What’s in the bill
ACES sets a goal to reduce greenhouse gases 80% by 2050, a percentage scientists agreed is needed to avoid massive climate change and calamity. The problem, of course, is these reductions are based on 2005 greenhouse gas levels, not 1990 as the Kyoto agreement was, and during that time we accumulated a nice little built-in increase of CO2 in the atmosphere we won’t get rid of for 100 years. We’ve lost more than a decade since it became really clear we need to make huge reductions to avoid the powerful storms, water shortages, coastal inundation and other catastrophes higher temperatures are bringing.

H.R. 2454 key provisions:
* Set up a cap-and-trade system, with an increasingly lower cap on emissions and allowances to be traded as needed to meet those goals.
* Reduce carbon emissions from major sources 17% by 2020.
* Auction 15% of allowances at the start. The rest will be given away to electrical utilities and other industries impacted by the bill.
* Require that electric utilities meet 20% of their demand with renewable sources and efficiency by 2020.
*Invest in renewable sources, energy efficiency, carbon capture and sequestration, and electric and other advanced vehicles.
* Improve energy efficiency standards for buildings and appliances.
* Fund efforts to reduce international deforestation.

Uncertainty about next week

Waxman and Markey and the Democratic leadership won’t go to the floor for debate unless it looks like they have the 218 votes needed to pass. After many voting blocks, such as coal, were wooed by giving them free allowances to start, the main holdup now is Agriculture Chair Peterson, who controls a 45-member bloc of votes. His main concern is that the formula for free allowances for electric utilities works against small rural cooperatives because it depends in part on sales. Others want to keep the carefully crafted formula as it is – half based on previous emissions and half on sales.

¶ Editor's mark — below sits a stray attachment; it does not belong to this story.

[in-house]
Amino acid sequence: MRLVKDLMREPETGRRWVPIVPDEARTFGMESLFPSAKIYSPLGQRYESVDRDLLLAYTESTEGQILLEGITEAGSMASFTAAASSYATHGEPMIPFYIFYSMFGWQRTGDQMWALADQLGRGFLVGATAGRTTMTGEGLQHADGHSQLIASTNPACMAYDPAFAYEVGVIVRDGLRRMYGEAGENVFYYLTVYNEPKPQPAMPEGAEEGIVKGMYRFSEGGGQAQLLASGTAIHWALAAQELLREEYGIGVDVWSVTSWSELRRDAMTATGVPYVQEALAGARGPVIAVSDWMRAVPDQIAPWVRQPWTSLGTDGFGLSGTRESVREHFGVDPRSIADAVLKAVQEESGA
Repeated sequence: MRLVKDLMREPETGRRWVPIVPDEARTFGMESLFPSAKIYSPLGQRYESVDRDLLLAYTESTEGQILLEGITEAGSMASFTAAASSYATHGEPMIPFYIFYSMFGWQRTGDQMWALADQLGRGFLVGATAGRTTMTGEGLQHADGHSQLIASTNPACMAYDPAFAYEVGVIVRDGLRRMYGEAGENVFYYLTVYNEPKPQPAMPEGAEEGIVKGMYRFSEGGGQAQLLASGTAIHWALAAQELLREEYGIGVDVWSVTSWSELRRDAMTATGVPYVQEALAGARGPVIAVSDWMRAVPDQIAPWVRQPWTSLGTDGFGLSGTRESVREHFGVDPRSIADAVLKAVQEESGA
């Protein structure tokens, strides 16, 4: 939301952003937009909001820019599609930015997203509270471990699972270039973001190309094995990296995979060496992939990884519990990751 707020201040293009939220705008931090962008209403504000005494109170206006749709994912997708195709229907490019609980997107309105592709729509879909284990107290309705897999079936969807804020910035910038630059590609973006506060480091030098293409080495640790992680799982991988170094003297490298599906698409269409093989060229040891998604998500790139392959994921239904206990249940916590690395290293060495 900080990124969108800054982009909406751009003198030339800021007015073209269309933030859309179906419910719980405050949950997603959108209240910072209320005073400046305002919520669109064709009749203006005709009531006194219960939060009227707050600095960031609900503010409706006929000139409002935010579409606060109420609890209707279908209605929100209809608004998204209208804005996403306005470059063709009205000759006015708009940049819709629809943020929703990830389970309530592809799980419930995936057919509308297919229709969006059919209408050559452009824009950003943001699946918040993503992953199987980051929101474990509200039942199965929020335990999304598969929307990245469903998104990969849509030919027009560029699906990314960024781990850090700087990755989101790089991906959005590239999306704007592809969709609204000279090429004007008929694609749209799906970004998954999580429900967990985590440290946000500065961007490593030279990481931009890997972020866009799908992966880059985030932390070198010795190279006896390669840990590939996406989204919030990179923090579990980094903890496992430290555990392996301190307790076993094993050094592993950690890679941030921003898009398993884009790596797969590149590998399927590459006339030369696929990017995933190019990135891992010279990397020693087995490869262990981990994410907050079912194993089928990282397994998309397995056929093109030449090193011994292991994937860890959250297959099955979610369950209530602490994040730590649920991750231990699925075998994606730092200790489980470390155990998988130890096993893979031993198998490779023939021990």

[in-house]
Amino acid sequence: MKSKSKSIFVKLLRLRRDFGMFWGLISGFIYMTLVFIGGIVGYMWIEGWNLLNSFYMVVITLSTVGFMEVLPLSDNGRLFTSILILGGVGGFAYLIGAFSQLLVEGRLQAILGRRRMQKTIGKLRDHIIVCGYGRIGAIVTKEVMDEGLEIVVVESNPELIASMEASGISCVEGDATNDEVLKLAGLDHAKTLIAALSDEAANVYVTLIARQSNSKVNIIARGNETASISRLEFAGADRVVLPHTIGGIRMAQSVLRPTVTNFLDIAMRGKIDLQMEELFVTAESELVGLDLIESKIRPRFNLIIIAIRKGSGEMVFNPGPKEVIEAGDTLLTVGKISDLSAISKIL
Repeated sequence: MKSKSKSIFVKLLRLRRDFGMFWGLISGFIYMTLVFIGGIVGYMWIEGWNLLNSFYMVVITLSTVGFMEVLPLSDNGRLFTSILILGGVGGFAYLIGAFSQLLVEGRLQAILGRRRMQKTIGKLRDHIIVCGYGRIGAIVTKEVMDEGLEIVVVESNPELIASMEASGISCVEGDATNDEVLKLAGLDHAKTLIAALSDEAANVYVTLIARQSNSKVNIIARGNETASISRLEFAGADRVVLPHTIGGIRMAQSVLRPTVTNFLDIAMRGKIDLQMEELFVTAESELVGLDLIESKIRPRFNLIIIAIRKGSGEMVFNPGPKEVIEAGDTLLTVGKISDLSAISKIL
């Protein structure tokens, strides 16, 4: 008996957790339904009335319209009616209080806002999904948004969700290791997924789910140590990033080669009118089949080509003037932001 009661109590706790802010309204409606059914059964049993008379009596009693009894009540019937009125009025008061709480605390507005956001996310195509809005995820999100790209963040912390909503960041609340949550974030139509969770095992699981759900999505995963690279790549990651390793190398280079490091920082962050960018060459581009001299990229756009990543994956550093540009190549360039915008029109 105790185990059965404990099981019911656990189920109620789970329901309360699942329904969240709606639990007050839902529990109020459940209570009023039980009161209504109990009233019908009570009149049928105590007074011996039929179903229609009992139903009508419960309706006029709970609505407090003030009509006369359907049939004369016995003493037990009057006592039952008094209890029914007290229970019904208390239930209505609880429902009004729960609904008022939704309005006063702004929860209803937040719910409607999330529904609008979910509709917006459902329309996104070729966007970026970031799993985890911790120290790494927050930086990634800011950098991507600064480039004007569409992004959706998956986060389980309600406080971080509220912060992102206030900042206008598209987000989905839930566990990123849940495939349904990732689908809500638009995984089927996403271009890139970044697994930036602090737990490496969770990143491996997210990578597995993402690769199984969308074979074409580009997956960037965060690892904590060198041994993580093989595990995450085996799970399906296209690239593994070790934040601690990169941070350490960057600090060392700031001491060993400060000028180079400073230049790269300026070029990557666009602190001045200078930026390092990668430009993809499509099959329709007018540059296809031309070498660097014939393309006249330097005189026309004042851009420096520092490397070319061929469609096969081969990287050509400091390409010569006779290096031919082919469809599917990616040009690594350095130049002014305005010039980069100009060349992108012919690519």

Green groups still pushing
Environmental organizations are still trying to strengthen the bill. They say 100% of allowances should be auctioned from the start. That’s what President Obama’s budget called for, but it seems giving away freebees is the only way, politically, to get this off the ground. Enviros want more emphasis on clean energy and efficiency, and a bigger emissions cut in the short term. As they lobby to strengthen the bill, they are far outspent by industry lobbyists. A study a few weeks ago showed a ratio of 16:1. That’s why your voice is needed.

What you can do
If you haven’t contacted your representative, now is the time to do it – this weekend. The bill could be filed as early as Monday, with debate Thursday and Friday, and a possible vote late Friday before the House breaks for the Fourth of July. Waxman wants a vote then because after the Fourth full attention will be on health care.

If we don’t get a climate bill by the end of the year, it may be another year or two (at least) before we do. And we’ll go empty-handed to the international meeting in Copenhagen in December, which gives us very little bargaining power with China and the rest of the world in coming up with a global treaty to replace Kyoto.

Call the Congressional switchboard at (212)224-3121 and ask for your rep by name. Tell his/her aide that you want this climate bill (H.R.2454) passed next week.
(Sources: American Clean Energy and Security Act, E&E Daily, E&E News PM, Sierra Club.)